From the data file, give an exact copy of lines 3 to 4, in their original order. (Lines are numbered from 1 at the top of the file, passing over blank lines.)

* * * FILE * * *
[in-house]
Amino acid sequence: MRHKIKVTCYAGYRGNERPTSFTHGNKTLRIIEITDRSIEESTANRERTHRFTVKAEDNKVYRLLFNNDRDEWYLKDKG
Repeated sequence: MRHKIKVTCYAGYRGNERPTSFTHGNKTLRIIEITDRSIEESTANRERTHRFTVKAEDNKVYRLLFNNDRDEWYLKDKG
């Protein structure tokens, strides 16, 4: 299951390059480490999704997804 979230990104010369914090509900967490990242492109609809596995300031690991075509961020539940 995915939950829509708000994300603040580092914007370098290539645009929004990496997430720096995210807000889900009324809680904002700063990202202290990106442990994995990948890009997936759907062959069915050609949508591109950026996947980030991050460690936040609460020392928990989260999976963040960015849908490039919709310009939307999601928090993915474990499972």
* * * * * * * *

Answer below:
Repeated sequence: MRHKIKVTCYAGYRGNERPTSFTHGNKTLRIIEITDRSIEESTANRERTHRFTVKAEDNKVYRLLFNNDRDEWYLKDKG
């Protein structure tokens, strides 16, 4: 299951390059480490999704997804 979230990104010369914090509900967490990242492109609809596995300031690991075509961020539940 995915939950829509708000994300603040580092914007370098290539645009929004990496997430720096995210807000889900009324809680904002700063990202202290990106442990994995990948890009997936759907062959069915050609949508591109950026996947980030991050460690936040609460020392928990989260999976963040960015849908490039919709310009939307999601928090993915474990499972």